2020 Theses Doctoral
Electromechanical Wave Imaging in the clinic: localization of atrial and ventricular arrhythmias and quantification of cardiac resynchronization therapy response
Cardiac conduction abnormalities can often lead to heart failure, stroke and sudden cardiac death. Heart disease stands as the leading cause of mortality and morbidity in the United States, accounting for 30% of all deaths. Early detection of malfunctions such as arrhythmias and systolic heart failure, the two heart conditions studied in this dissertation, would definitely help reduce the burden cardiovascular diseases have on public health and overcome the current clinical challenges. The imaging techniques currently available to doctors for cardiac activation sequence mapping are invasive, ionizing, time-consuming and costly. Thus, there is an undeniable urgent need for a non-invasive and reliable imaging tool, which could play a crucial role in the early diagnosis of conduction diseases and allow physicians to choose the best course of action.
The 12-lead electrocardiogram (ECG) is the current non-invasive clinical tool routinely used to diagnose and localize cardiac arrhythmias prior to intracardiac catheter ablation. However, it has limited accuracy and can be subject to operator bias. Besides, QRS complex narrowing on the clinical ECG after pacing device implantation is also used for response assessment in patients undergoing Cardiac Resynchronization Therapy (CRT). The latter is an established treatment for systolic heart failure patients who have Left Bundle Branch Block as well as a reduced ejection fraction and prolonged QRS duration. Yet, it is still not well understood why 30 to 40 % of CRT recipients do not respond.
Echocardiography, due to its portability and ease-of-use, is the most frequently used imaging modality in clinical cardiology. In this dissertation, we assess the clinical performance of Electromechanical Wave Imaging (EWI) as a high frame rate ultrasound-based functional modality that can non-invasively map the electromechanical activation of the heart, i.e., the transient deformations immediately following the electrical activation. The objective of this dissertation is to demonstrate the potential clinical value of EWI for both arrhythmia detection and CRT characterization applications.
The first step in translating EWI to the clinic was ensuring that the technique could reli- ably and reproducibly measure the electromechanical activation sequence independently of the probe angle and imaging view in healthy human volunteers (n=7). This dissertation then demonstrated the accuracy of EWI for localizing a variety of ventricular and atrial arrhythmias (accessory pathways in Wolff-Parkinson-White (WPW) syndrome, premature ventricular contractions, focal atrial tachycardia and macro-reentrant atrial flutter) in pediatric (n=14) and adult (n=55) patients prior to catheter ablation more accurately than 12-lead ECG predictions, as validated against electroanatomical mapping.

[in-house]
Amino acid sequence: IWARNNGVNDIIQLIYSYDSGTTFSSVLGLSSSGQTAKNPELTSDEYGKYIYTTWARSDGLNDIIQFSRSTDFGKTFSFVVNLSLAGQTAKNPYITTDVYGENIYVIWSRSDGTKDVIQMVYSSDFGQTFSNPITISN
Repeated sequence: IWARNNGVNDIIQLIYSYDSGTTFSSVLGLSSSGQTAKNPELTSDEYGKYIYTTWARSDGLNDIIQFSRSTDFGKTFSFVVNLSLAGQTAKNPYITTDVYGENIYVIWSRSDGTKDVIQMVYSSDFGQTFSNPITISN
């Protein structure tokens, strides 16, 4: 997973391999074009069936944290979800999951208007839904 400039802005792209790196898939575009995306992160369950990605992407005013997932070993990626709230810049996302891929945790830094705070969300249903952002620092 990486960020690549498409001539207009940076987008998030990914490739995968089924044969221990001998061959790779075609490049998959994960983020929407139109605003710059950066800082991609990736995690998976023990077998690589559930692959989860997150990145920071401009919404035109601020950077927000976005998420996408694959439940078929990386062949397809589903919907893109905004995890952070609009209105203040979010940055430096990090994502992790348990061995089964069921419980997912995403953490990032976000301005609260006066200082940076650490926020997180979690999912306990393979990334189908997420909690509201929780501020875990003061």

Additionally, 3D-rendered EWI isochrones were illustrated to be capable of significantly distinguishing different biventricular pacing conditions (p≤0.05) with the RWAT and LWAT metrics, assessing the ventricular dyssynchrony change in heart failure patients (n=16) undergoing CRT, and visualizing it in 3D. EWI also provided quantification of %𝘙𝘔𝘓𝘝 in CRT patients (n=38): the amount of left-ventricular resynchronized myocardium, which was found to be a reliable response predictor at 3-, 6-, or 9-month clinical follow-up through its post-CRT values by significantly identifying super-responders from non-responders within 24 hours of implantation (p≤0.05). Furthermore, 3D-rendered isochrones successfully characterized the ventricular activation resulting from His Bundle pacing for the first time (n=4), which was undistinguishable from true physiological activation in sinus rhythm healthy volunteers with the EWI-based activation time distribution dispersion metric. The dispersion was, however, reported to significantly discriminate novel His pacing from other more conventional biventricular pacing schemes (p≤0.01).
Finally, we developed and optimized a fully automated zero-crossing algorithm towards a faster, more robust and less observer dependent EWI isochrone generation process. The support vector machine (SVM) and Random Forest machine learning models were both shown capable of successfully identifying the accessory pathway in WPW patients and the pacing electrode location in paced canines. Nevertheless, the best performing algorithm was hereby proven to be the Random Forest classifier with n=200 trees with a precision rising to 97%, and a predictivity that was not impacted by the type of testing dataset it was applied to (human or canine).
Overall, in this dissertation, we established the clinical potential of EWI as a viable assisting visual feedback tool, that could not only be used for diagnosis and treatment planning prior to surgical procedures, but also for monitoring during, and assessing long-term resolution of arrhythmia after catheter ablation or heart failure after a CRT implant.
- Melki_columbia_0054D_16049.pdf application/pdf 6.96 MB Download File
More About This Work
- Academic Units
- Biomedical Engineering
- Thesis Advisors
- Konofagou, Elisa E.
- Ph.D., Columbia University
- Published Here
- July 29, 2020